Mother-Funking Snakes On A Mother-Funking Plane

Snakes On A Plane is one of the greatest disappointments in film history. Years of unparalleled internet hype generated by the film's name, originally just a working title, culminated in mass disinterest following the movie's release.

Is this tongue-in-cheek flick really such a let down? No, it's among the most awesome films ever made. Hit the jump to find out why:

Originally titled Venom and based incredibly loosely on a genuine happenstance, what was to become Snakes On A Plane struggled to find a home in Hollywood. The script was rejected by 30 studios before winding up in the hands of the only one with the creative sensibility to consider it, New Line. As production started, the script was given the working title of Snakes On A Plane, and the internet went bat guano.

People began making their own trailers for the movie long before shooting even began, and word that Samuel L Jackson was to play the lead only exacerbated the situation. To this day, no film has achieved the hype that SoaP did and no film has tried to cash in on that the way New Line did; they even did a few reshoots based on fan suggestions, including the film's most-famous line.

Still, once the film hit cinemas, its support vanished and it flopped. Of course, no film could possibly have lived up to the momentum this movie had gathered, but we feel the fans' disappointment was more to do with the film being good than it being bad. The title suggested the kind of cheesy garbage that Mega Shark Vs Giant Octopus delivered, but this movie is actually reasonably accomplished.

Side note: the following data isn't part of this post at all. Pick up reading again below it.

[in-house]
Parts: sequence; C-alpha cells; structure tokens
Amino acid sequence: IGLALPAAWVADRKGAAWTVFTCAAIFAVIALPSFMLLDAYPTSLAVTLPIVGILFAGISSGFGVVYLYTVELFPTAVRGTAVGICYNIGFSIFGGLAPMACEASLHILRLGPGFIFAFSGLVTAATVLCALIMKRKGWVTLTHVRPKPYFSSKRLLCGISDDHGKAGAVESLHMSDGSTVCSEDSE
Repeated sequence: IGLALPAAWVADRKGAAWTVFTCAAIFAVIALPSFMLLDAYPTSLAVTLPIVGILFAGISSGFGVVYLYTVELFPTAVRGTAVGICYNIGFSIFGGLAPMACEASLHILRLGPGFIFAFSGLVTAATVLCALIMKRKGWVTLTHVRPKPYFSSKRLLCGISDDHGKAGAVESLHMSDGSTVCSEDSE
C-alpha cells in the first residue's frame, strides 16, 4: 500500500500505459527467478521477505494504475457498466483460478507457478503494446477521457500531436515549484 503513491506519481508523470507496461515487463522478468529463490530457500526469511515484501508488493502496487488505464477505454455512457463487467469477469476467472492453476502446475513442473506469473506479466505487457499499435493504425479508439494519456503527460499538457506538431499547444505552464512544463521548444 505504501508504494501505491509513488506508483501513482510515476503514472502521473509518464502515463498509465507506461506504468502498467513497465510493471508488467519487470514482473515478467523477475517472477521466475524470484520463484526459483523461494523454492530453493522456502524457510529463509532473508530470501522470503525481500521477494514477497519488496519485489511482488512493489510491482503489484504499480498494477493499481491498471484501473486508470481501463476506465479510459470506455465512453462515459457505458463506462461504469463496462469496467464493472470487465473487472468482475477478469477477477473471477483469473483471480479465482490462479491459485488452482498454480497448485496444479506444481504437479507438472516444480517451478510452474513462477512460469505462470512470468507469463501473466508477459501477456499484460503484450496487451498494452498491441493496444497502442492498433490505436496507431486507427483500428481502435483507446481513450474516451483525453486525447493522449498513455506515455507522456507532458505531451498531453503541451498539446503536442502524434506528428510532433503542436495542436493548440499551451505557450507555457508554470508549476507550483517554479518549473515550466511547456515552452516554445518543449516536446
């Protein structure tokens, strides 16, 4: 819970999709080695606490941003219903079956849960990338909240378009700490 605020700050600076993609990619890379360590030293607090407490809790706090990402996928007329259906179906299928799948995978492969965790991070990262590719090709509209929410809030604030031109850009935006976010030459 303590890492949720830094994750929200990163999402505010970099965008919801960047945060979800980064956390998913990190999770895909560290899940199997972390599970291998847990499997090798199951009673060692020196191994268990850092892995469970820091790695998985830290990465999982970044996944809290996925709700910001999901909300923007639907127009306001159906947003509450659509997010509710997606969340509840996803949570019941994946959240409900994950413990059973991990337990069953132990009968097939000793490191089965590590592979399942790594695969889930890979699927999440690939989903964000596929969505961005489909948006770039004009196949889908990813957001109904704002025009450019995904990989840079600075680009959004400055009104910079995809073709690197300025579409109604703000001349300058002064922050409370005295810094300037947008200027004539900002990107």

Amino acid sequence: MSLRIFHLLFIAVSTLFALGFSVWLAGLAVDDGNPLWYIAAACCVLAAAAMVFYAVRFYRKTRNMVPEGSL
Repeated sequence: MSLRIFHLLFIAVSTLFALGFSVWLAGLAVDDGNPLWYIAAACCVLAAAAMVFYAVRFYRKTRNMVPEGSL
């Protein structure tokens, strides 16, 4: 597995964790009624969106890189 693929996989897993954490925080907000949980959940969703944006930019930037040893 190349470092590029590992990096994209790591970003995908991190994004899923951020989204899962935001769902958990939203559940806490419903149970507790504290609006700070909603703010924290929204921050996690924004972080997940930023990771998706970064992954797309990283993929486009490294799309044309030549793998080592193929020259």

Rather than a nonsensical, hashed-together excuse for the title, the film has a vaguely-plausible set up. A Hawaiian surfer happens across a gangster murdering a prominent US Prosecutor and supercop Sam Jackson talks him into testifying. He hops on the first plane, but our imaginative gangster tries to take the packed passenger flight down by smuggling hundreds of drugged-up, deadly snakes on board and letting them loose over the Atlantic. What follows is the slow build up of a creepy horror movie, as the snakes begin to pick off the passengers, that eventually breaks out into a mix of animal-attack movies like Jaws and something like Passenger 57 or a plane-based Die Hard. Die Hard is actually a good comparison, as the nice mixture of comedy and action is the key to the success of both movies.

The cast is universally good. Sam Jackson is the coolest man alive and clearly came into this film with the right attitude: his tongue firmly in his cheek, but with no loss effort than he would put into a more-serious picture, he even refused to allow the film's name to be changed. Julianna Margulies heads up a cast of know-them-from-somewhere actors who comprise the ragtag group of civilians on the flight, who all do their jobs amicably; the comic relief brings the chuckles, the tough men are tough, the villains are menacing and the totty is aesthetically pleasing. The true hero here, however, is Kenan Thompson. Fresh from a surprisingly-enjoyable kids comedy show on Nickelodeon and an even-better film spin-off, both with his erstwhile partner Kel Mitchell, it is a crime that this turn did not propel Thompson into a successful career, let alone household-name status.

Overall, this is pure joy on 35mm; it's funny, scary, sexy, action-packed and genuinely fun, with the kind of quotability you just don't get in modern movies. It's a great, big, tickly hug of a movie and we love it.

1 comment:

  1. I liked Snakes on a plane, But I enjoyed flight of the living dead more...